BioWare: Japanese RPGs don't get American audiences

Company co-founder says Japanese role-playing games just aren't evolving from where they started, causing most American gamers to look the other way.

Mass Effect 2
Mass Effect 2 BioWare

In recent years, the U.S. role-playing game landscape has become decidedly dominated by Western-based games, like Mass Effect 2 and the recently released Dragon Age: Origins. But according to Greg Zeschuk, co-founder of role-playing game company BioWare, Japanese developers might have only themselves to blame.

Speaking in an interview with Destructoid, Zeschuk said "the fall of the Japanese RPG (JRPG) in large part is due to a lack of evolution, a lack of progression." Zeschuk added that developers "kept delivering the same thing over and over. They make the dressing better, they look prettier, but it's still the same experience."

But Zeschuk wasn't done. He said the same methods used years ago to advance a story are still being employed in today's Japanese RPGs.

"My favorite thing, it's funny when you still see it, but the joke of some of the dialogue systems where it asks, 'do you wanna do this or this,' and you say no. 'Do you wanna do this or this?' No. 'Do you wanna do this or this?' No. Lemme think--you want me to say 'yes.' And that, unfortunately, really characterized the JRPG."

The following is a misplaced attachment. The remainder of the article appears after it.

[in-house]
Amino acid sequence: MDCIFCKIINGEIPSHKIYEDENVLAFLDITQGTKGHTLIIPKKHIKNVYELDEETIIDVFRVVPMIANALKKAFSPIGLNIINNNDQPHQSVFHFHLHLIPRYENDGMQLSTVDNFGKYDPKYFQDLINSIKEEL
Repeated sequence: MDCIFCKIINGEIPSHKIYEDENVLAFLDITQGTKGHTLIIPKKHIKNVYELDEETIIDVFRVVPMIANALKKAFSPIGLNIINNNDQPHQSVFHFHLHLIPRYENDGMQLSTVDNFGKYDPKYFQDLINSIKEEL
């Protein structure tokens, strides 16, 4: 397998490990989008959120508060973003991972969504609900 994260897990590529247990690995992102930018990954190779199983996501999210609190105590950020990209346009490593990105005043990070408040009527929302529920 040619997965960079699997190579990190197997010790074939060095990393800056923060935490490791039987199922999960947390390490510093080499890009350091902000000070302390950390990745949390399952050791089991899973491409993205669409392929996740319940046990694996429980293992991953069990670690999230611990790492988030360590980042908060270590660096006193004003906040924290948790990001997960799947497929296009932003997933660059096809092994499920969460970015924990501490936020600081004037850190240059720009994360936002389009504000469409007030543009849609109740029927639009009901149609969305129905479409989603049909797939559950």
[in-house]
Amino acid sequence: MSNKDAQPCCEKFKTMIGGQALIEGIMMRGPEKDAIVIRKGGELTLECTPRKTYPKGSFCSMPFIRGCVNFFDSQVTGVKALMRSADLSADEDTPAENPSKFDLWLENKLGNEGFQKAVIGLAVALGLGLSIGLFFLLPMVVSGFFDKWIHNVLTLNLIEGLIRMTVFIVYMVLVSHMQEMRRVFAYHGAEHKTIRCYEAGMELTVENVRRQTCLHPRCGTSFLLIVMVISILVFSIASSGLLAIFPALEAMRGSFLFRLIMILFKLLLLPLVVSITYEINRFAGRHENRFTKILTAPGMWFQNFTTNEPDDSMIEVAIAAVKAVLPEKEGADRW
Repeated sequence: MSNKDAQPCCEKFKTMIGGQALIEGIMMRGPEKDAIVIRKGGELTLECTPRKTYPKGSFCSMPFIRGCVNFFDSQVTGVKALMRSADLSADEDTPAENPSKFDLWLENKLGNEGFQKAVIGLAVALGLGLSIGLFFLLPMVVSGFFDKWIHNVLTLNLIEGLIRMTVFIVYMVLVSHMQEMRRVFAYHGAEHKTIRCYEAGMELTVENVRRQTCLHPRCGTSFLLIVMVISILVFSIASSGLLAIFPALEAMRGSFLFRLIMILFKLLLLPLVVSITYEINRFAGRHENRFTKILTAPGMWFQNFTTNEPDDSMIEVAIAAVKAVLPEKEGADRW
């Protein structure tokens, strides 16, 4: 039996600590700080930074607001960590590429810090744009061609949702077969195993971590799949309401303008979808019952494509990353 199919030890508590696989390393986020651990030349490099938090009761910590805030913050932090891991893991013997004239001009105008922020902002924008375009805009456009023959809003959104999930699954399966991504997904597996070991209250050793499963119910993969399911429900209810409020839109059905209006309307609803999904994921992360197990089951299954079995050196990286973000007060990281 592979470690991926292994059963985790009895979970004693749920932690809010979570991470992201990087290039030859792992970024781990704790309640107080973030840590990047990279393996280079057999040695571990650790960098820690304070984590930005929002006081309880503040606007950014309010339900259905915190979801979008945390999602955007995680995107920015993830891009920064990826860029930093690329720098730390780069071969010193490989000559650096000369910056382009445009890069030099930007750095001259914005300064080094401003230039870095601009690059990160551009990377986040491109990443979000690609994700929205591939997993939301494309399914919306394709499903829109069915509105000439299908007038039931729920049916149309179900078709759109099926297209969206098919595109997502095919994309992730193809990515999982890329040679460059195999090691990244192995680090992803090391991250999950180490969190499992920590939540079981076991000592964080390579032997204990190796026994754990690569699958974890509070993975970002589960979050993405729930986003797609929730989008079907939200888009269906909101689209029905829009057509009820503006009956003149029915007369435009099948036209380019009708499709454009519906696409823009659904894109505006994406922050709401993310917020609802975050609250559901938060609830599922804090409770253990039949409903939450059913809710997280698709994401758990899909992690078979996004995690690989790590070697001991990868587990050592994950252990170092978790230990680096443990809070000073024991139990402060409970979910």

As someone who absolutely loves role-playing games, that's a tough pill to swallow. I can still remember the good ol' days playing Lunar: Silver Star Story Complete to its completion in an almost nonstop gaming session.

At the same time, Zeschuk makes a point. RPGs are not what they used to be. They have evolved. And so far, the vast majority of Japanese-based RPGs that I've played recently reflect that same, old-school feeling. It's not always a bad thing, of course, but for the broader U.S. audience, if Zeschuk can be believed, it's starting to hurt sales.

About the author

Don Reisinger is a technology columnist who has covered everything from HDTVs to computers to Flowbee Haircut Systems. Besides his work with CNET, Don's work has been featured in a variety of other publications including PC World and a host of Ziff-Davis publications.

 

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